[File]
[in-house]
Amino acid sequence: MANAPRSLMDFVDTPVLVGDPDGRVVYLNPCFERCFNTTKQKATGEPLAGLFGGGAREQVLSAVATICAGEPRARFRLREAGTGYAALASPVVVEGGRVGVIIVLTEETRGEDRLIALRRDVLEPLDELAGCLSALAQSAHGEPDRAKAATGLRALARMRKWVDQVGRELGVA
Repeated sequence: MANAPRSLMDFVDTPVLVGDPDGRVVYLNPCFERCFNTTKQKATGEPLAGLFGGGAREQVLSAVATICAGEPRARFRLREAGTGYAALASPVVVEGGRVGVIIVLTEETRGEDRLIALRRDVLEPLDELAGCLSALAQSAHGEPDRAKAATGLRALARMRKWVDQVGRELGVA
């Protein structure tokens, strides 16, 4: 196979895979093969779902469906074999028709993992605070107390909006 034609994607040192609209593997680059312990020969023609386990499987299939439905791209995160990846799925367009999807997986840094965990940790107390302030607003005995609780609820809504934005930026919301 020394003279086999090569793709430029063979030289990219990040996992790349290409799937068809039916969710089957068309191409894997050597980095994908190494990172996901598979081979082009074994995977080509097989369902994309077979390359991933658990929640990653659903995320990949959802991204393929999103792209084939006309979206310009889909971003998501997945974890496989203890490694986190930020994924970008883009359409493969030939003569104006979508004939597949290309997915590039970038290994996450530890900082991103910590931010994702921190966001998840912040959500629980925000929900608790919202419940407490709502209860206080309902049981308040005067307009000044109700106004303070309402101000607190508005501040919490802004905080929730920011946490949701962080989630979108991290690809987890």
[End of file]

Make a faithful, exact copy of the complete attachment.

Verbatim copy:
[in-house]
Amino acid sequence: MANAPRSLMDFVDTPVLVGDPDGRVVYLNPCFERCFNTTKQKATGEPLAGLFGGGAREQVLSAVATICAGEPRARFRLREAGTGYAALASPVVVEGGRVGVIIVLTEETRGEDRLIALRRDVLEPLDELAGCLSALAQSAHGEPDRAKAATGLRALARMRKWVDQVGRELGVA
Repeated sequence: MANAPRSLMDFVDTPVLVGDPDGRVVYLNPCFERCFNTTKQKATGEPLAGLFGGGAREQVLSAVATICAGEPRARFRLREAGTGYAALASPVVVEGGRVGVIIVLTEETRGEDRLIALRRDVLEPLDELAGCLSALAQSAHGEPDRAKAATGLRALARMRKWVDQVGRELGVA
């Protein structure tokens, strides 16, 4: 196979895979093969779902469906074999028709993992605070107390909006 034609994607040192609209593997680059312990020969023609386990499987299939439905791209995160990846799925367009999807997986840094965990940790107390302030607003005995609780609820809504934005930026919301 020394003279086999090569793709430029063979030289990219990040996992790349290409799937068809039916969710089957068309191409894997050597980095994908190494990172996901598979081979082009074994995977080509097989369902994309077979390359991933658990929640990653659903995320990949959802991204393929999103792209084939006309979206310009889909971003998501997945974890496989203890490694986190930020994924970008883009359409493969030939003569104006979508004939597949290309997915590039970038290994996450530890900082991103910590931010994702921190966001998840912040959500629980925000929900608790919202419940407490709502209860206080309902049981308040005067307009000044109700106004303070309402101000607190508005501040919490802004905080929730920011946490949701962080989630979108991290690809987890």